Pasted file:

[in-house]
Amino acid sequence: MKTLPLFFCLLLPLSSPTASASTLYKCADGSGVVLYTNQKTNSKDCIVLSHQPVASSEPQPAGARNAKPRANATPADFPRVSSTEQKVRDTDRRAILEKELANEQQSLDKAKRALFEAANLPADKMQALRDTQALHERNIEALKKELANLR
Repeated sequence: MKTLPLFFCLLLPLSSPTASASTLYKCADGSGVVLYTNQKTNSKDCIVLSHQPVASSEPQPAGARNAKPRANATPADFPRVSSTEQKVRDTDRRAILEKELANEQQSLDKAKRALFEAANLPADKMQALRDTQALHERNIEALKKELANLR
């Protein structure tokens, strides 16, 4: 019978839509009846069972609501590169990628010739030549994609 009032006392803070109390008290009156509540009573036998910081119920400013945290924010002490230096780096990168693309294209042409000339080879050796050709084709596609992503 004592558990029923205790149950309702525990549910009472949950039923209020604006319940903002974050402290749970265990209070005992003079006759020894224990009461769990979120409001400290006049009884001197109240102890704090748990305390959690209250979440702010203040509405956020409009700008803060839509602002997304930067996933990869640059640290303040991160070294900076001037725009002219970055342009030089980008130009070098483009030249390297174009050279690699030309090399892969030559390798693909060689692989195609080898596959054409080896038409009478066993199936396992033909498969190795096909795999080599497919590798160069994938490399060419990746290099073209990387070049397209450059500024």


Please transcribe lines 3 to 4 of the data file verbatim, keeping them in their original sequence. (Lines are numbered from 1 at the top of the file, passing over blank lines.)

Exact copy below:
Repeated sequence: MKTLPLFFCLLLPLSSPTASASTLYKCADGSGVVLYTNQKTNSKDCIVLSHQPVASSEPQPAGARNAKPRANATPADFPRVSSTEQKVRDTDRRAILEKELANEQQSLDKAKRALFEAANLPADKMQALRDTQALHERNIEALKKELANLR
């Protein structure tokens, strides 16, 4: 019978839509009846069972609501590169990628010739030549994609 009032006392803070109390008290009156509540009573036998910081119920400013945290924010002490230096780096990168693309294209042409000339080879050796050709084709596609992503 004592558990029923205790149950309702525990549910009472949950039923209020604006319940903002974050402290749970265990209070005992003079006759020894224990009461769990979120409001400290006049009884001197109240102890704090748990305390959690209250979440702010203040509405956020409009700008803060839509602002997304930067996933990869640059640290303040991160070294900076001037725009002219970055342009030089980008130009070098483009030249390297174009050279690699030309090399892969030559390798693909060689692989195609080898596959054409080896038409009478066993199936396992033909498969190795096909795999080599497919590798160069994938490399060419990746290099073209990387070049397209450059500024």